Gallery Artpost at Itty Bitty Lakes

Gallery Artpost at Itty Bitty Lakes
Our home, gallery and studios


My wife, partner and soul mate is Kay. Between us we have a rather large extended family that give our lives joy and purpose. My Mom Mary Lou Church, an activist in her own right often helps out with the gallery. My sister Dr. Cindy Parker and brother in law Dr. Steve Shapiro live and work in Baltimore but spend as much time as they can with us at Itty Bitty Lakes. They are constantly making our lives fuller. Kay has three and I have one active and one inactive wonderful children. Between us we have eight active and two inactive grandchildren ranging in age from two to almost sixteen.

Monday, January 10, 2011


With the help of my original urologist’s staff, Kay and I applied for, were interviewed for and were accepted to be among the rarified few who have a CICP card. CICP stands for Colorado Indigent Care Program. Isn’t that something a hard working, well educated, activist citizen like me would want to be a part of -“Indigent”.

For the first 30 years of my career I only worked 90 hours a week. For the last 10 or 11 years I got lazy and slowed to first 70 hours and now only 50 or 60. One of their questions was whether I was employed or self-employed. The answer is neither. I am a sculptor.

OK I digress.

What is the Colorado Indigent Care Program (CICP)?
“The CICP provides discounted health care services to low income individuals at participating providers. CICP is not a health insurance program. The CICP is funded with federal and state dollars to partially compensate participating providers who provide health care to the uninsured and underinsured at or below 250 percent of the Federal Poverty Level. The Colorado Department of Health Care Policy and Financing administers the CICP. Health care services are provided throughout the state by hospitals and clinics that participate in the CICP. Not all hospitals and clinics participate in the program.” Colorado Department of Health Care and Financing.

Having the CICP card helps in many ways. But there are at least two reasons why it sometimes does not help at all.
First, the program is voluntary.
Second, the federal and state reimbursement levels are hideously low.

Both of these reasons factored strongly into my story.  As we were not overly thrilled with the guidance (or lack thereof) of my first urologist, it was pretty easy for us to look further upon learning he did not accept the CICP card (even though his people helped us get it). We were also a bit nonplussed with the local hospital in Canon City. Although they did accept CICP they did not have the facilities or equipment to even do the biopsy, I was not letting them anywhere near my prostate.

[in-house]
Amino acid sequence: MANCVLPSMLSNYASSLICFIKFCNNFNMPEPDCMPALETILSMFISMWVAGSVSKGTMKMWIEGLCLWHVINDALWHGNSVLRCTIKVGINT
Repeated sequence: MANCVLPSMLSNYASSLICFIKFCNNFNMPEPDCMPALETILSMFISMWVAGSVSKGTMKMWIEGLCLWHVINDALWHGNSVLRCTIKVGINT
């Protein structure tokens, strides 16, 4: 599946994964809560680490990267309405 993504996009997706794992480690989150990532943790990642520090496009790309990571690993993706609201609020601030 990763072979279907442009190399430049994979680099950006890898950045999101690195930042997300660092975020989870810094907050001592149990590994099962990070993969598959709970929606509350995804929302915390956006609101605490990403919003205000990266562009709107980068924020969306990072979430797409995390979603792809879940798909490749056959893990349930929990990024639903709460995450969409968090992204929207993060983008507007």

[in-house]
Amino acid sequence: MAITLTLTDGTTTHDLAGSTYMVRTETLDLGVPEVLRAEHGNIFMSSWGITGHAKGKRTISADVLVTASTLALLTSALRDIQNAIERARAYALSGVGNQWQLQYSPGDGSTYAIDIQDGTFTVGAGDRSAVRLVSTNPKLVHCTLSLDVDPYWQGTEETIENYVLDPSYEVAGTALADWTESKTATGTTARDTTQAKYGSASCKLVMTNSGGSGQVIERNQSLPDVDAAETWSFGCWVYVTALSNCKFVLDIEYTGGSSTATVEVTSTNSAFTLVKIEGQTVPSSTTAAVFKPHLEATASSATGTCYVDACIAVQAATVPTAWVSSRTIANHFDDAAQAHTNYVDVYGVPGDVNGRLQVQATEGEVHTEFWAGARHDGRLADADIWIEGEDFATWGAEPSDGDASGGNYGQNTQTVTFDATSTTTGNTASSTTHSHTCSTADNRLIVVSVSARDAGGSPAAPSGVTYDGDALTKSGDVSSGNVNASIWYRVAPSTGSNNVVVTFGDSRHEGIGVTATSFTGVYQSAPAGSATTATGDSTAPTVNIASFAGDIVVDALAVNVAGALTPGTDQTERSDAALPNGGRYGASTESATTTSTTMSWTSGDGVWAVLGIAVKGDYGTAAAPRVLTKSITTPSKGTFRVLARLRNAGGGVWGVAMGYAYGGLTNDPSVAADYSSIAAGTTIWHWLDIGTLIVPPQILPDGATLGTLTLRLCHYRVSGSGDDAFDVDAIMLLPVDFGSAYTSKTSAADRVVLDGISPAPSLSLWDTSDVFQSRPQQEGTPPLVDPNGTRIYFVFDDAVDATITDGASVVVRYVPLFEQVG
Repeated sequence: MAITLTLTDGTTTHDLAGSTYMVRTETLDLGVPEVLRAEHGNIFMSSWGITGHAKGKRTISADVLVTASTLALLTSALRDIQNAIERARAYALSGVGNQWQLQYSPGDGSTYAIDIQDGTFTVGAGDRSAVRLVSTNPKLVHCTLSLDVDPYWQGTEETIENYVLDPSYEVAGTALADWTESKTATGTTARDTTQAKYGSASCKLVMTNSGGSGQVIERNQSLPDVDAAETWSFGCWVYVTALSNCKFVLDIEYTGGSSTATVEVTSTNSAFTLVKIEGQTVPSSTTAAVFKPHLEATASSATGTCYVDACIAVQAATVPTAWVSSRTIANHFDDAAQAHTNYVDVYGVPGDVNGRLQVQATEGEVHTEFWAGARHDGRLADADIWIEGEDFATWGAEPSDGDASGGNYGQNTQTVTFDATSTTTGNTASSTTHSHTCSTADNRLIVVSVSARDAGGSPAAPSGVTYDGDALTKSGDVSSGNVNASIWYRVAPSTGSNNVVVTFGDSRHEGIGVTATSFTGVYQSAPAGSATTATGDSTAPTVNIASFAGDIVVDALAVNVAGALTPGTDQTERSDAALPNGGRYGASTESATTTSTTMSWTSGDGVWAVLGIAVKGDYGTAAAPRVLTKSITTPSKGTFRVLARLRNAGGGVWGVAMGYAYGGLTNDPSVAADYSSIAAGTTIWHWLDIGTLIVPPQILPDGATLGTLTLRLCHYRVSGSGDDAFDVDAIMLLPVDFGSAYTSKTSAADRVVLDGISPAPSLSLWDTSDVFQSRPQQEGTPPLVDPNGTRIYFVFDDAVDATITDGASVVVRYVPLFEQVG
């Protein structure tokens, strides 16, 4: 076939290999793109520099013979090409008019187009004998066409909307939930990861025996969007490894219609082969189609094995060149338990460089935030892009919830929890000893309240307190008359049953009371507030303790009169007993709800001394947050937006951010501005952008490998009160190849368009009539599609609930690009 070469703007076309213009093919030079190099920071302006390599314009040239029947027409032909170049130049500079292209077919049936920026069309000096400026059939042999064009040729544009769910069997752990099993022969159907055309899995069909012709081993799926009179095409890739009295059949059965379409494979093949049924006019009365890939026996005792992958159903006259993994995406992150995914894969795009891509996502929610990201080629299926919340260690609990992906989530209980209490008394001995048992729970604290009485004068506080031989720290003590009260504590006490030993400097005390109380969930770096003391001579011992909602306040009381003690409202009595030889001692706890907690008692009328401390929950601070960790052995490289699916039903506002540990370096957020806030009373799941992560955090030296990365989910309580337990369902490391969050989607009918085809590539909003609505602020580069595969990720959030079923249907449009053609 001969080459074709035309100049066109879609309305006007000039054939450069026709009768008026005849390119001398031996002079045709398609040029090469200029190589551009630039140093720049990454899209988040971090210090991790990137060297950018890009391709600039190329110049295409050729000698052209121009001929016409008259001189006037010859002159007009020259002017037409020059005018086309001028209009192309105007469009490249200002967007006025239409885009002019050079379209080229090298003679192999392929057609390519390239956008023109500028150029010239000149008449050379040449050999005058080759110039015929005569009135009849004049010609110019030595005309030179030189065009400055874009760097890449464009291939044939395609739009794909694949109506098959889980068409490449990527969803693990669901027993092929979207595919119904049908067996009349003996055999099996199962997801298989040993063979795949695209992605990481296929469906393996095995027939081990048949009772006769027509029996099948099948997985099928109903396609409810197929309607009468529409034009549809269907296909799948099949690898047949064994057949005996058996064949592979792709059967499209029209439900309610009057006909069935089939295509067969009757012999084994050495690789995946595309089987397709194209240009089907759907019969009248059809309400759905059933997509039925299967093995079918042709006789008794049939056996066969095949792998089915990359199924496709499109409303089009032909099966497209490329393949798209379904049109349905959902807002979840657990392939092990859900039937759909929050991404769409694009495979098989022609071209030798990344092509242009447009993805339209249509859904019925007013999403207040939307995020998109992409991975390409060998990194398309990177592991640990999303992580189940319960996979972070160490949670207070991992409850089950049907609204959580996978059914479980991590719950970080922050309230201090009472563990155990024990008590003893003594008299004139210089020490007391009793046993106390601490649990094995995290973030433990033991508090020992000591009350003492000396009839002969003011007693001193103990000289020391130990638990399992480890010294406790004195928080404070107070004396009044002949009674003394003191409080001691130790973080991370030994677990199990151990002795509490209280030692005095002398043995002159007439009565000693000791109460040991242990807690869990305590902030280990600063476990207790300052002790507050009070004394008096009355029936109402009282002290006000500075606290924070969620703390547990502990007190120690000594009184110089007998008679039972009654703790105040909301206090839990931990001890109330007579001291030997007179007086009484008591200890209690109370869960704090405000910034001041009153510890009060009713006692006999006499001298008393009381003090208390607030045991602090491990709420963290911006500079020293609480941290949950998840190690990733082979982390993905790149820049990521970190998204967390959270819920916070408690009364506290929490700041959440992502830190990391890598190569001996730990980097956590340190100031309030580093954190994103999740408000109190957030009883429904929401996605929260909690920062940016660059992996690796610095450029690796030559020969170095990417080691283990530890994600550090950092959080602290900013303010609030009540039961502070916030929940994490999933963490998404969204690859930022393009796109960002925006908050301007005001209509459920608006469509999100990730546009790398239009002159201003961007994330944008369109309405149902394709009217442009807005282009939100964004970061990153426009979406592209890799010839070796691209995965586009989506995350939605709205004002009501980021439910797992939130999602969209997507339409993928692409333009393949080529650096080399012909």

Extensive research took us to University Hospital in Denver. They not only accepted CICP they were the primary CICP hospital in the state. They also were one of the top prostate cancer hospitals in the nation and their Chief Urologist is supposed to be the number one prostate surgeon in the country. We had all of my records sent to University for evaluation.

Their response was swift when we called, “You have been denied. There is no appeal.”

After that shock dulled a bit we got back to work. My sister, Dr. Cindy Parker is on the faculty of Johns Hopkins Hospital in Baltimore. Cindy was trying to find somewhere we might have an edge. She remembered we have a cousin who is the Chief Cardiologist at Denver Health Medical Center. Then she checked the credentials of the Chief Urologist, Dr. Fernando Kim, and found not only was he cutting edge in the field with his doctorate at San Paula, Brazil, and his residency at Loyola, but his specialty training in urology was –yes you guessed it- Johns Hopkins.

Cindy immediately called me and told me to call Dr. Kim’s office.  I did, left a message and waited for some secretary to call me back. A short while later while in the middle of finding change for a gallery customer the phone rang. Harried and distracted I answered.

 “This is Dr. Kim calling. Is this Robert Parker?”  The Chief Urologist was calling me personally? Wow. Only problem was I was in the middle of a sales transaction with a customer and could not talk. I explained and apologized and he actually called me back shortly thereafter. I was hooked.

Dr. Kim immediately accepted me. After questioning extensively he told me he wanted to do Cryosurgery on me and freeze the prostate twice to 40 degrees below zero. In the same operation he would laproscopically remove my lymph nodes. He immediately scheduled me for the next week and we were set. This is cutting edge with an excellent history of results. His surgery would, if not cure me, give me a much longer and better quality of life.
Kay and Cindy, and the rest of the family and I were way happy

The following statements are written in the Denver Health  Medical Center’s Mission Statement:
“Welcome to Denver Health